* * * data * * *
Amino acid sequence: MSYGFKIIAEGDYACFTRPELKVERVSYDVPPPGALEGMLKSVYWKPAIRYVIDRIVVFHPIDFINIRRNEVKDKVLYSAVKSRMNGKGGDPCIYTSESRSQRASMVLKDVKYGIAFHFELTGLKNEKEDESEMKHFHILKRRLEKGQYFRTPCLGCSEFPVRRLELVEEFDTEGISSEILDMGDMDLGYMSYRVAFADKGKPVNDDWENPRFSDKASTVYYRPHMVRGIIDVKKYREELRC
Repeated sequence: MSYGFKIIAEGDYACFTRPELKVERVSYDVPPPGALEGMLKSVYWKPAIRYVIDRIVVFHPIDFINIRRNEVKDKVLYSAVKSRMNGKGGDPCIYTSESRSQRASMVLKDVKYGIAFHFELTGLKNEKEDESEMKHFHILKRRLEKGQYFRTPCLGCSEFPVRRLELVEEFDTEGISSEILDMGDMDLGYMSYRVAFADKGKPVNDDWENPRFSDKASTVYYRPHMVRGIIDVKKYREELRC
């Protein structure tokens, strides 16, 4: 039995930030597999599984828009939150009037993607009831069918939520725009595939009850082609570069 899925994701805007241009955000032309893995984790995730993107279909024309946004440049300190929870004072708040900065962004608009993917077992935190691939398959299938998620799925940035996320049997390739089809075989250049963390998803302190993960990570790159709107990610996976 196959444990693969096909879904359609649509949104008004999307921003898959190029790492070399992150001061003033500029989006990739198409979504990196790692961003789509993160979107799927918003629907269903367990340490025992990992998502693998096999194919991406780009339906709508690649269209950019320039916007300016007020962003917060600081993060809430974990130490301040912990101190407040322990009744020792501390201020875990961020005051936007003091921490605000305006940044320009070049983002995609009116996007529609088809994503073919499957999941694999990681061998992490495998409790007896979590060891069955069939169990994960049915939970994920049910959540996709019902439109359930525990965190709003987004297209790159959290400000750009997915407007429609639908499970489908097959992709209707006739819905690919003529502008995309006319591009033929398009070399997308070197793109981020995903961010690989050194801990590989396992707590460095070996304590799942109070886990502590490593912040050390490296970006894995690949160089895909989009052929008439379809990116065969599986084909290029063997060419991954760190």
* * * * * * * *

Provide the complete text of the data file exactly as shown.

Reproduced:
Amino acid sequence: MSYGFKIIAEGDYACFTRPELKVERVSYDVPPPGALEGMLKSVYWKPAIRYVIDRIVVFHPIDFINIRRNEVKDKVLYSAVKSRMNGKGGDPCIYTSESRSQRASMVLKDVKYGIAFHFELTGLKNEKEDESEMKHFHILKRRLEKGQYFRTPCLGCSEFPVRRLELVEEFDTEGISSEILDMGDMDLGYMSYRVAFADKGKPVNDDWENPRFSDKASTVYYRPHMVRGIIDVKKYREELRC
Repeated sequence: MSYGFKIIAEGDYACFTRPELKVERVSYDVPPPGALEGMLKSVYWKPAIRYVIDRIVVFHPIDFINIRRNEVKDKVLYSAVKSRMNGKGGDPCIYTSESRSQRASMVLKDVKYGIAFHFELTGLKNEKEDESEMKHFHILKRRLEKGQYFRTPCLGCSEFPVRRLELVEEFDTEGISSEILDMGDMDLGYMSYRVAFADKGKPVNDDWENPRFSDKASTVYYRPHMVRGIIDVKKYREELRC
């Protein structure tokens, strides 16, 4: 039995930030597999599984828009939150009037993607009831069918939520725009595939009850082609570069 899925994701805007241009955000032309893995984790995730993107279909024309946004440049300190929870004072708040900065962004608009993917077992935190691939398959299938998620799925940035996320049997390739089809075989250049963390998803302190993960990570790159709107990610996976 196959444990693969096909879904359609649509949104008004999307921003898959190029790492070399992150001061003033500029989006990739198409979504990196790692961003789509993160979107799927918003629907269903367990340490025992990992998502693998096999194919991406780009339906709508690649269209950019320039916007300016007020962003917060600081993060809430974990130490301040912990101190407040322990009744020792501390201020875990961020005051936007003091921490605000305006940044320009070049983002995609009116996007529609088809994503073919499957999941694999990681061998992490495998409790007896979590060891069955069939169990994960049915939970994920049910959540996709019902439109359930525990965190709003987004297209790159959290400000750009997915407007429609639908499970489908097959992709209707006739819905690919003529502008995309006319591009033929398009070399997308070197793109981020995903961010690989050194801990590989396992707590460095070996304590799942109070886990502590490593912040050390490296970006894995690949160089895909989009052929008439379809990116065969599986084909290029063997060419991954760190």